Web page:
A FORMER soldier has slammed the decision to charge a veteran with murder over the shooting of two men during The Troubles in Northern Ireland.

David Parkman, of Taunton, joined an estimated 10,000 ex-members of the armed forces protesting about the treatment of some of their former colleagues on a protest march on London on Good Friday.

The event, which began at Horse Guards and proceeded down the Mall to Buckingham Palace and The Cenotaph, was a show of support for Soldier F, who is accused of murder on Bloody Sunday.

The protest came after Northern Ireland's Public Prosecution Service (PPS) said there was enough evidence to prosecute Soldier F for the murders of James Wray and William McKinney, who were shot dead on January 30, 1972.

The veteran will also face charges for the attempted murders of Joseph Friel, Michael Quinn, Joe Mahon and Patrick O’Donnell, the PPS said.

A total of 13 people died after British troops opened fire during a protest march against internment.

The day became known as Bloody Sunday - one of the darkest days of the Northern Ireland Troubles.

Families of those killed have expressed anger that only one former soldier would face charges.

But businessman Mr Parkman, 63, who was in the Grenadier Guards from 1970-84 and was not present at the fateful event, said: “I’m aware of what’s been printed and said, but there are two sides to the story.

“The soldiers came under fire from gunmen and they returned fire.

“Clearly it was a tragedy for all concerned and 13 people were killed. Some of them were innocent bystanders, some were IRA gunmen.

“I don’t think we’re likely to find the whole truth of what happened over 40 years ago.”

Meanwhile the Bloody Sunday families have vowed to continue their campaign for justice.

The PPS said 16 other former soldiers and two suspected ex-members of the Official IRA, all of whom were also investigated as part of a major police murder probe, will not face prosecution.

Relatives of those who died reacted with a mix of vindication, disappointment and defiance.

While welcoming the news for the six families directly impacted by the decision to prosecute Soldier F - declaring that a “victory” - the campaigners said they would keep fighting for the other dead and injured.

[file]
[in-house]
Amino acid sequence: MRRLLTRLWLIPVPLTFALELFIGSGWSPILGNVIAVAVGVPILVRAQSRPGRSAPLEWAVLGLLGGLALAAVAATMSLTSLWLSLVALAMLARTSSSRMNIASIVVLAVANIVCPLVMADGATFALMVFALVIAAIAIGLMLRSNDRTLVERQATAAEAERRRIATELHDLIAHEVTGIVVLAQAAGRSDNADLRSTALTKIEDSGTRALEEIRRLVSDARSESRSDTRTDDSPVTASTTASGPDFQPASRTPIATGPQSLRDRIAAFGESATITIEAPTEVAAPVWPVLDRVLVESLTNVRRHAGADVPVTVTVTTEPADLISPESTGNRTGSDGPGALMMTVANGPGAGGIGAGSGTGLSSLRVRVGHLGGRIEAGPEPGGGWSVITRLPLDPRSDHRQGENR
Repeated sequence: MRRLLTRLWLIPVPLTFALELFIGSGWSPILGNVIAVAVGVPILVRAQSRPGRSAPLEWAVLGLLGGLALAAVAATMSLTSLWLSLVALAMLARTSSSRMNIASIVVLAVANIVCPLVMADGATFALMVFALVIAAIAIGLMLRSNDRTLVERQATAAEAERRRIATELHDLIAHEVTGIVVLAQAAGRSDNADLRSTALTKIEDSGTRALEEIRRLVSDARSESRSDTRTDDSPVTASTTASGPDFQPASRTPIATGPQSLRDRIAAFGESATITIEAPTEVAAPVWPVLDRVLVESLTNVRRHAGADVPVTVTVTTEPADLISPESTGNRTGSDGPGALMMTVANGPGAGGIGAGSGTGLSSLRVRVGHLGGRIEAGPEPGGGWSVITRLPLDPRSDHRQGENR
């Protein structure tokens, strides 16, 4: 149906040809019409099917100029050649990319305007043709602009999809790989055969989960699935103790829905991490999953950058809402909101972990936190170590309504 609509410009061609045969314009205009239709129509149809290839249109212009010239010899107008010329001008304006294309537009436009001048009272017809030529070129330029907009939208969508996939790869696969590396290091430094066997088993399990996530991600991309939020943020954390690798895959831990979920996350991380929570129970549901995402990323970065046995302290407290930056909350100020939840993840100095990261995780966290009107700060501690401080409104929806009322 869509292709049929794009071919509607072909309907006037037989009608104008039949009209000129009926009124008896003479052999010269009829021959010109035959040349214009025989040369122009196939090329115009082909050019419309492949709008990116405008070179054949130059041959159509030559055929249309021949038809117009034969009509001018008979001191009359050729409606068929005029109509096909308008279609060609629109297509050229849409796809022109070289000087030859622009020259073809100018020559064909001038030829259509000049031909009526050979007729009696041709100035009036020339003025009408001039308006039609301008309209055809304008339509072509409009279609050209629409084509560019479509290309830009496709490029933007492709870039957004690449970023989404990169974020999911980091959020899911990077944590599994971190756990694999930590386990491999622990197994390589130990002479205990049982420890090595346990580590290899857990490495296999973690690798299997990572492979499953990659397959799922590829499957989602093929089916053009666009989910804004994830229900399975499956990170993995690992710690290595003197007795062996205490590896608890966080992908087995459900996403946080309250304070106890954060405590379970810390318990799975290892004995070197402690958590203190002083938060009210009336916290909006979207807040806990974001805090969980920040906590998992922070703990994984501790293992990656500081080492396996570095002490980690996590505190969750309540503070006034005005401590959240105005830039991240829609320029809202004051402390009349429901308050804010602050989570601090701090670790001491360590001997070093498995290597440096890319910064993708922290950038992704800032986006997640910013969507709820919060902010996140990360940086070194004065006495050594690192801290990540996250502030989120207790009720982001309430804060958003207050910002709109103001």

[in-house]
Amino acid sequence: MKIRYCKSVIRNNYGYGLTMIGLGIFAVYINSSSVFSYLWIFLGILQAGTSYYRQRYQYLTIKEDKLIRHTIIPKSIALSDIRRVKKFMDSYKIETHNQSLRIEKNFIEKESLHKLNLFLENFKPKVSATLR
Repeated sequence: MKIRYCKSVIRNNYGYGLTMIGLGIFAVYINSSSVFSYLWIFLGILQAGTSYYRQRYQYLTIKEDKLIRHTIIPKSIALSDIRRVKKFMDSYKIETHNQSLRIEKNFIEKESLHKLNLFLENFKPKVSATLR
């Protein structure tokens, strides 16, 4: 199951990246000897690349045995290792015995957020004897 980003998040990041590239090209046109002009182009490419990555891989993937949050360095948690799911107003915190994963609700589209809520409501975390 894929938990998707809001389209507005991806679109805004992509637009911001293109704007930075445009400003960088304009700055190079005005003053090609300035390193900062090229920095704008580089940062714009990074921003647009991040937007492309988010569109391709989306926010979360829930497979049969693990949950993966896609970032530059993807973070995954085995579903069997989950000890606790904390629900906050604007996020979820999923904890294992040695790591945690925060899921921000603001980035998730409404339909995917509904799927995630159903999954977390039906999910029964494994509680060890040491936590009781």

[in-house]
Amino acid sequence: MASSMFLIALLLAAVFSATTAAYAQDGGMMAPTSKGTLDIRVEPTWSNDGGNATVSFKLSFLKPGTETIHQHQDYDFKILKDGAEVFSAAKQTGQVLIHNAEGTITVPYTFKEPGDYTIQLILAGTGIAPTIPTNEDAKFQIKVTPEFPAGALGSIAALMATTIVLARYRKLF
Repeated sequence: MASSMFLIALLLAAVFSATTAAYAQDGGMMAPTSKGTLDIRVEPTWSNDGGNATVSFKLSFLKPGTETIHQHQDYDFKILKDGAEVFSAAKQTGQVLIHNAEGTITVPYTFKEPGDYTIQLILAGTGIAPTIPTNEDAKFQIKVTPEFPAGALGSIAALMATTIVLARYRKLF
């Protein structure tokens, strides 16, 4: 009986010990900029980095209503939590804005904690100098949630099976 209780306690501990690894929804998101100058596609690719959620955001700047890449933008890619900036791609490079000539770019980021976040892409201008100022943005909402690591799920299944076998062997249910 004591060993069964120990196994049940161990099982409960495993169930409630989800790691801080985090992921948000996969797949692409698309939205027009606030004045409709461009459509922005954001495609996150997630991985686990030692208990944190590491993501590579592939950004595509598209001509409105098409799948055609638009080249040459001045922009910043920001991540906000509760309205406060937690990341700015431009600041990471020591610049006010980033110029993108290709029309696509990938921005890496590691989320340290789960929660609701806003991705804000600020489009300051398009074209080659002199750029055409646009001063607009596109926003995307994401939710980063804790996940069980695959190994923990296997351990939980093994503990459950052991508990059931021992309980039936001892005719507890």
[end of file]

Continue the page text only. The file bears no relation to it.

John Kelly, whose 17-year-old brother Michael was shot dead, said: “The dead cannot cry out for justice, it is the duty of the living to do so for them. 

“We have cried out for them for many years, and now we have succeeded for them. Do not deny us justice any longer.”

Mickey McKinney, who is set to see Soldier F in court over the murder of his brother Willie, said: “For us here today it is important to point out that justice for one family is justice for all of us.”

The families had marched together from the scene of the shootings in Derry’s Bogside neighbourhood to a city centre hotel on Thursday morning to be informed of the PPS’s long-awaited decisions.

Defence Secretary Gavin Williamson confirmed the Ministry of Defence would support Soldier F and pay his legal costs.

Mr Parkman believes Sinn Fein has instigated the case, along with investigations into alleged crimes during The Troubles by more than 100 veterans. He said just 31 terrorists are being investigated.

“Veterans are an easy target because all the information is out there and they’re easy to chase,” he said.

“And as part of the Good Friday Agreement - (the 1998 peace pact between the Irish and British governments) - scores of convicted terrorists received comfort letters reducing their sentences for serious crimes such as murder and a promise that others wouldn’t be investigated for offences prior to the agreement. No troops or members of the security forces were offered the same considerations.

“It makes me very angry comparing member of the security forces with terrorists and making it so easy for a Sinn Fein-led strategy to advance its united Ireland ambitions.”

Mr Parkman said he saw “some pretty horrible moments” during his five tours of Northern Ireland but was unaware of any shoot-to-kill policy.

“We had very strict rules regarding opening fire,” added Mr Parkman, who nowadays runs a business making blast protective seating for the military.

“We had to give three warnings - and by then the gunman was long gone anyway.

“I feel very aggrieved that vets have been hounded for events over 40 years ago which were fully investigated at the time. Any discharge of weapon was investigated by the RUC and the military police at the time.

“They’re called The Troubles, but it was more like a war, being fired at with AK47s and rocket propelled grenades."

Another veteran from Somerset, Chris Studham, who served with the Royal Army Medical Corps, also attended the protest.

He said: “We’ve got guys being called back to Northern Ireland to be tried by what were the enemies of Great Britain at the time, the IRA - by its political wing, Sinn Fein.

“This should have been stopped. The Good Friday Agreement gave freedom to people who had been imprisoned or were being tried or suspected of crimes.

“Yet British soldiers who were putting their lives on the line aren’t getting the support they deserve.”